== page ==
Hot on the heels of New York City Mayor Bill De Blasio blaming the weathermen and refusing to shoulder any responsibility for the city’s atrocious management of a relatively pedestrian 6″ snow storm last Thursday comes a similar not my fault abdication from New Jersey governor Phil Murphy.

Both De Blasio and Murphy are progressive stalwarts, not only embracing the Left’s current platform and priorities, but looking (with eyes to higher office) to be at the fore of those matters. A core precept of progressivism is that granting greater power to government is the means by which society (as in: our daily lives) is made better. Empowering public servants to control and oversee aspects of our lives that might otherwise be left to the vagaries of the free market is supposed to produce better outcomes. In a rational world, that transfer of power would presume a transfer of responsibility as well. But, politics is not a rational world, and it’s often the most power-hungry that try to dodge responsibility.

The snowstorm finger-pointing is just a blip on the radar compared to the quadruple messes in New York City’s public education, public housing, public transportation, and the homeless, but it is a clear and stark reminder that this is the way of the big-government politician. No “buck stops here” acceptance of the responsibility inherent in high office, and no “I’ll get these right before I take on more responsibility” humility. Merely lust for ever-greater power and pursuit of grand socialistic dreams (De Blasio dreams of having total control of real estate in New York: “If I had my druthers, the city government would determine every single plot of land, how development would proceed”).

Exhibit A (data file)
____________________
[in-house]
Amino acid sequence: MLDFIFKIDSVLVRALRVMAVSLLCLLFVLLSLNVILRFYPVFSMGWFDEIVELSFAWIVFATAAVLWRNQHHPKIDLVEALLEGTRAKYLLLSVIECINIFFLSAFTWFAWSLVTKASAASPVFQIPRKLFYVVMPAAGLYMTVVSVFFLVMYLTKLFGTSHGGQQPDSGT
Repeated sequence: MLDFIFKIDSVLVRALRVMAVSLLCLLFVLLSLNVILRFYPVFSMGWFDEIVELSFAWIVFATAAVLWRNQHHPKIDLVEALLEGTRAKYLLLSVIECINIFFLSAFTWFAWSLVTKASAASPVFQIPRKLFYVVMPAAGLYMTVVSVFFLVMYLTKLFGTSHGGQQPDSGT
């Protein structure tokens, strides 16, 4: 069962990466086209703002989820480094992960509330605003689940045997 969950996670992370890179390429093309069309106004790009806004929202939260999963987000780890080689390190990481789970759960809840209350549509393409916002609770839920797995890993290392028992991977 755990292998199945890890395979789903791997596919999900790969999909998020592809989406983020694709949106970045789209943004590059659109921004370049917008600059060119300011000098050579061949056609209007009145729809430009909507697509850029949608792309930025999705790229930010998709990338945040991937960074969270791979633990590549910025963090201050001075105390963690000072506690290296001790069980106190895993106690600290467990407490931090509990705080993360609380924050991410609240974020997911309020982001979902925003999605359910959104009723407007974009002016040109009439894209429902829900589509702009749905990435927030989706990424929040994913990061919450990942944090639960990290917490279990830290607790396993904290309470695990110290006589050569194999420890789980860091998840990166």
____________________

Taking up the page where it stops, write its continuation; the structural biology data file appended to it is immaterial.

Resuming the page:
De Blasio also seeks to destroy the merit-based admission policy in the city’s top high schools. He despises the sharing-economy innovators (Uber, Lyft, AirBNB, etc) and is using the power of government to beat them down, despite their popularity. He wants to soak the rich, hard, despite the fact that the richest (very) few of New York already pay a huge fraction of total income tax revenues. On and on, he demonstrates that he wants unfettered power to shape the city to match his vision.

And, yet, “not my fault” has become his mantra. It’s not even qualified not-my-faults, as in “these are our efforts, these are what we achieved, these are where we fell short and why, and this is how we’re going to address matters going forward.” It’s casual, and it’s contemptuous of both those who voted him into office and those at whom he pointed. It’s also far too common in the political realm.

If your response is “this is politics, so what,” I ask why you’d continue to vote for big-government types? If this is how they operate, why in the world would we keep giving them power over our lives?

Perhaps you hold hope for progressive politics by holding to a belief that someone better is going to come along. Or, perhaps, you’d rather hold onto the big-government promise, with eyes tightly screwed shut and desperate hope that someone better will come along, than admit the promise is empty and destructive.

It’s not going to happen. I’m torn between making a Godot reference and quoting Stealer’s Wheel, so instead I’ll simply ask: When politics is chock-full of people hungry for power but terminally allergic to responsibility, why would anyone continue to put faith in Big Government?

Peter Venetoklis

About Peter Venetoklis

I am twice-retired, a former rocket engineer and a former small business owner. At the very least, it makes for interesting party conversation. I'm also a life-long libertarian, I engage in an expanse of entertainments, and I squabble for sport.

Nowadays, I spend a good bit of my time arguing politics and editing this website.

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